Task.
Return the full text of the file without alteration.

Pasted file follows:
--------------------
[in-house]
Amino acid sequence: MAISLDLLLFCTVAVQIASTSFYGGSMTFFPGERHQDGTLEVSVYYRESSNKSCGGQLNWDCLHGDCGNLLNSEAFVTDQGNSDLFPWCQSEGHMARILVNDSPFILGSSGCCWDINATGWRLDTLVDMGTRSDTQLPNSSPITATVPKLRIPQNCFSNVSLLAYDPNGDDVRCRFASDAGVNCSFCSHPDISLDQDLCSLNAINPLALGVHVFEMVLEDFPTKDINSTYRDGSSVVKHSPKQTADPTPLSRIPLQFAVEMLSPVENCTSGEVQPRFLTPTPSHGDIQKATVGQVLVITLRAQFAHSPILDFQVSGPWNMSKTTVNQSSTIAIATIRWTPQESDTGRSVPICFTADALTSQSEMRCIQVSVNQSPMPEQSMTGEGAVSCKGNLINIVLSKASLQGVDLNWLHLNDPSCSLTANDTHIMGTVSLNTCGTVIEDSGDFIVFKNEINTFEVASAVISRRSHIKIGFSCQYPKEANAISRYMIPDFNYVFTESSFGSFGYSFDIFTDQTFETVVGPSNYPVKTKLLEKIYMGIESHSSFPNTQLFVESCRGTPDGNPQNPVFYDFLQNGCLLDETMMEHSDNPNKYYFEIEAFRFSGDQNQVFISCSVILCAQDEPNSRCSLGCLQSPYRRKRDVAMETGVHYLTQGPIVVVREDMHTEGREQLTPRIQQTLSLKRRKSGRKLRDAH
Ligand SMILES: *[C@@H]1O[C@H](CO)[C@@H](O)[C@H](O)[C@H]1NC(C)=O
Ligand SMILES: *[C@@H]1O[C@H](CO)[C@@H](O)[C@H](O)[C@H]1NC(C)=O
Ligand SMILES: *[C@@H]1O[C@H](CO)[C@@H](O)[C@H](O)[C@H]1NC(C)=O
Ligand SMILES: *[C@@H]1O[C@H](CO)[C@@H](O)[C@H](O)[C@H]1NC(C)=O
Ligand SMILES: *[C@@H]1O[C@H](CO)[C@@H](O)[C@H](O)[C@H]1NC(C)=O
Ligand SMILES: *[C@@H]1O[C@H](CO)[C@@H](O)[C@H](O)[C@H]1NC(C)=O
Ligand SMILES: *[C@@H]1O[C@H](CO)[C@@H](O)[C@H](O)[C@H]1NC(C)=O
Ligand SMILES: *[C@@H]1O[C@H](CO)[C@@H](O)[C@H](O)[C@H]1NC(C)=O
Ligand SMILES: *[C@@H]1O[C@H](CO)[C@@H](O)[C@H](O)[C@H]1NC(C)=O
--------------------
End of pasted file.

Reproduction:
[in-house]
Amino acid sequence: MAISLDLLLFCTVAVQIASTSFYGGSMTFFPGERHQDGTLEVSVYYRESSNKSCGGQLNWDCLHGDCGNLLNSEAFVTDQGNSDLFPWCQSEGHMARILVNDSPFILGSSGCCWDINATGWRLDTLVDMGTRSDTQLPNSSPITATVPKLRIPQNCFSNVSLLAYDPNGDDVRCRFASDAGVNCSFCSHPDISLDQDLCSLNAINPLALGVHVFEMVLEDFPTKDINSTYRDGSSVVKHSPKQTADPTPLSRIPLQFAVEMLSPVENCTSGEVQPRFLTPTPSHGDIQKATVGQVLVITLRAQFAHSPILDFQVSGPWNMSKTTVNQSSTIAIATIRWTPQESDTGRSVPICFTADALTSQSEMRCIQVSVNQSPMPEQSMTGEGAVSCKGNLINIVLSKASLQGVDLNWLHLNDPSCSLTANDTHIMGTVSLNTCGTVIEDSGDFIVFKNEINTFEVASAVISRRSHIKIGFSCQYPKEANAISRYMIPDFNYVFTESSFGSFGYSFDIFTDQTFETVVGPSNYPVKTKLLEKIYMGIESHSSFPNTQLFVESCRGTPDGNPQNPVFYDFLQNGCLLDETMMEHSDNPNKYYFEIEAFRFSGDQNQVFISCSVILCAQDEPNSRCSLGCLQSPYRRKRDVAMETGVHYLTQGPIVVVREDMHTEGREQLTPRIQQTLSLKRRKSGRKLRDAH
Ligand SMILES: *[C@@H]1O[C@H](CO)[C@@H](O)[C@H](O)[C@H]1NC(C)=O
Ligand SMILES: *[C@@H]1O[C@H](CO)[C@@H](O)[C@H](O)[C@H]1NC(C)=O
Ligand SMILES: *[C@@H]1O[C@H](CO)[C@@H](O)[C@H](O)[C@H]1NC(C)=O
Ligand SMILES: *[C@@H]1O[C@H](CO)[C@@H](O)[C@H](O)[C@H]1NC(C)=O
Ligand SMILES: *[C@@H]1O[C@H](CO)[C@@H](O)[C@H](O)[C@H]1NC(C)=O
Ligand SMILES: *[C@@H]1O[C@H](CO)[C@@H](O)[C@H](O)[C@H]1NC(C)=O
Ligand SMILES: *[C@@H]1O[C@H](CO)[C@@H](O)[C@H](O)[C@H]1NC(C)=O
Ligand SMILES: *[C@@H]1O[C@H](CO)[C@@H](O)[C@H](O)[C@H]1NC(C)=O
Ligand SMILES: *[C@@H]1O[C@H](CO)[C@@H](O)[C@H](O)[C@H]1NC(C)=O